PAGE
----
More Consumers Responding Favorably to Place-Based Digital Ads

by | 2 minute read

Last week I highlighted statistics from PQ Media and the Digital Place-based Advertising Association (DPAA) that showed a quickly growing market for this media format. Newly released data from GfK MRI supports marketer interest in place-based digital ads. Over half of consumers say they are noticing these ads.

Statistics from the 2011 GfK MRI Omnibus Recontact Study reveals that 60.7% of U.S. consumers age 18+ have seen ads on video screens in the last month. And 64.1% of these consumers say they have an interest in these ads. In the GfK MRI study design, ‘interest’ cover consumers with both ‘considerable interest’ and ‘some interest’.

While the video place-based ads seem to be popping up everywhere these days, consumers are more likely to notice them in specific venues. These include:

  • Grocery stores: 31.8%
  • Quick-serve, fast-casual restaurants: 17.2%
  • Warehouse/club stores 16.9%
  • Shopping malls 16.9%
  • Pharmacies 15.1%
  • Coffee shops/cafes/delis 14.0%
  • Medical offices 12.1%

Between 40% and 50% of consumers who noticed ads in these locations say they were interested in them.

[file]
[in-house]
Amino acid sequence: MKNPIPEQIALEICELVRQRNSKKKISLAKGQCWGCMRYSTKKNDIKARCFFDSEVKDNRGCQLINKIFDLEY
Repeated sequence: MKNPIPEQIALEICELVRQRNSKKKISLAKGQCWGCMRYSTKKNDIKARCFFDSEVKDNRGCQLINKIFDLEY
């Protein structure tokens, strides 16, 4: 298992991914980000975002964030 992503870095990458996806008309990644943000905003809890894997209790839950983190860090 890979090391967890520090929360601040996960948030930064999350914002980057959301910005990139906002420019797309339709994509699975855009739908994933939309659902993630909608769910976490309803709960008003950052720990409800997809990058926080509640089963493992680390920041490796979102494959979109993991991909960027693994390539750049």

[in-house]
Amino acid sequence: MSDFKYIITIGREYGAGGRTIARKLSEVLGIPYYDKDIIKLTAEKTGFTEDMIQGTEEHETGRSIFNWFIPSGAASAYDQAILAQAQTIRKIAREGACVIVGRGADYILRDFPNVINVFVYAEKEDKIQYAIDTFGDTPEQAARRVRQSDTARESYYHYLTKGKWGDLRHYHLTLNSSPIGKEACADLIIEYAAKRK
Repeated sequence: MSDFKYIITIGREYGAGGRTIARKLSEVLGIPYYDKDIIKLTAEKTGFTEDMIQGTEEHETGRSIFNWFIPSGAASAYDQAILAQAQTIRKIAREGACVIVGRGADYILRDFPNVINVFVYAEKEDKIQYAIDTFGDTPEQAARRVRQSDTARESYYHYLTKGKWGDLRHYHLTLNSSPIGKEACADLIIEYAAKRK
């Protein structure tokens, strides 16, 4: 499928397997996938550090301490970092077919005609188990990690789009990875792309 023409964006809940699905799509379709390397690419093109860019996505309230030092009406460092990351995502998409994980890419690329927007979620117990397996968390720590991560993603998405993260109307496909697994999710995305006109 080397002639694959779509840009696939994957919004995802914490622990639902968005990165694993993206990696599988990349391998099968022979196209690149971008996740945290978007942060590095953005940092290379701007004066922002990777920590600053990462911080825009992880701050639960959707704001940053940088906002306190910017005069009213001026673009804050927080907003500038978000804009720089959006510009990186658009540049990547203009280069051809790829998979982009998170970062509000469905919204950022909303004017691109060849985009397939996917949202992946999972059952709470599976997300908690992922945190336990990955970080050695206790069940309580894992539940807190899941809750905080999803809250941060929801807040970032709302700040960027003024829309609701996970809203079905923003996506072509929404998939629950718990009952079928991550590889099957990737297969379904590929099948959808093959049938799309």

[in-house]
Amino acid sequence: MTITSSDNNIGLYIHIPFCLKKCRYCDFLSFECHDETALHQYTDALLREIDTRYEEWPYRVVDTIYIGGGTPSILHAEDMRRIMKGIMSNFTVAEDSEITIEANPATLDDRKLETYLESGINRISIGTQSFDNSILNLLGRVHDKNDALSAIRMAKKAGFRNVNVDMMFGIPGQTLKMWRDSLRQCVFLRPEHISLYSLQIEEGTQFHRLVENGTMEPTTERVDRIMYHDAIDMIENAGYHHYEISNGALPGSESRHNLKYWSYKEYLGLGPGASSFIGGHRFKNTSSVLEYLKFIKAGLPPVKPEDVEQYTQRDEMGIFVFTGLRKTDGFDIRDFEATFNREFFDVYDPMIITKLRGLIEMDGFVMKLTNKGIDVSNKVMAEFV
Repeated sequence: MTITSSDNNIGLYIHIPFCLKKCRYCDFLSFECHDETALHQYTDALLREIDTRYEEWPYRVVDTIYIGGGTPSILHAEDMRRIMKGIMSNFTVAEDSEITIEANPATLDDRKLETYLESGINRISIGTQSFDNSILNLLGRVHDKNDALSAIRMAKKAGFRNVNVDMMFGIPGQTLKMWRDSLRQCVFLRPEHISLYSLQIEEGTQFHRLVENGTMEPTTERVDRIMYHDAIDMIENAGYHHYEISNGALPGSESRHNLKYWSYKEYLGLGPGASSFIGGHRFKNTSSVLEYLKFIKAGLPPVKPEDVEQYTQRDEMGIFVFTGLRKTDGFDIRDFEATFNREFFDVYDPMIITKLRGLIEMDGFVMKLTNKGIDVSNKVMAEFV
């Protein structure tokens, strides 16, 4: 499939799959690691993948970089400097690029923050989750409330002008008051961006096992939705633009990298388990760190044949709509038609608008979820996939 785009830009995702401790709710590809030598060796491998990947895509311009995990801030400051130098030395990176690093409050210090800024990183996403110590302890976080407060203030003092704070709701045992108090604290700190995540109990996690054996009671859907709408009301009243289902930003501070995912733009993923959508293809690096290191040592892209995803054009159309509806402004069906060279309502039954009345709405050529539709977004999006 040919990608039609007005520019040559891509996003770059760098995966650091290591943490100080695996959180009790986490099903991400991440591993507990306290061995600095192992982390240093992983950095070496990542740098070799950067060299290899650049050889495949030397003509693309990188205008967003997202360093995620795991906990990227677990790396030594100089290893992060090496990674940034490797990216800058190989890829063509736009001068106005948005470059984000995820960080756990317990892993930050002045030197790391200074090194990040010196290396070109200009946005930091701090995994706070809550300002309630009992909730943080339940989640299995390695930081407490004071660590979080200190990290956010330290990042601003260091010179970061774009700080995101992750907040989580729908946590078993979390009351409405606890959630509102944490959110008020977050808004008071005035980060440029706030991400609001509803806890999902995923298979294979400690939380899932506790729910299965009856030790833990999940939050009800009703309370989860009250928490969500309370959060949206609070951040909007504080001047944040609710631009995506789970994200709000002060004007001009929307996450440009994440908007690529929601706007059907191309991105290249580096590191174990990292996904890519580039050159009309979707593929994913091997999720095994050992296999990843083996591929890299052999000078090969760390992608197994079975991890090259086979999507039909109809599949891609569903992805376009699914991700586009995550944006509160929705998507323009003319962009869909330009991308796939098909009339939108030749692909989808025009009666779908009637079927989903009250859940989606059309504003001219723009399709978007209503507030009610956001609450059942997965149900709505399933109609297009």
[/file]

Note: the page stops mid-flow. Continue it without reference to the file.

Scott Turner, SVP of Agency and Advertiser Sales at GfK MRI, says “Place-based digital is one of the fastest-growing sectors of the advertising industry."  PQ Media has valued the DOOH market at about $2.07 billion. With consumers growing increasingly difficult to target with traditional advertising, it’s easy to understand why marketers are turning to the place-based digital format to connect with shoppers as they go about their busy day.

[Source: Six in Ten U.S. Adults Have Viewed Place-Based Digital Ads in Last 30 Days. GfK MRI. 1 Aug. 2011. Web. 12 Aug. 2011]
Kathy Crosett
Kathy is the Vice President of Research for SalesFuel. She holds a Masters in Business Administration from the University of Vermont and oversees a staff of researchers, writers and content providers for SalesFuel. Previously, she was co-owner of several small businesses in the health care services sector.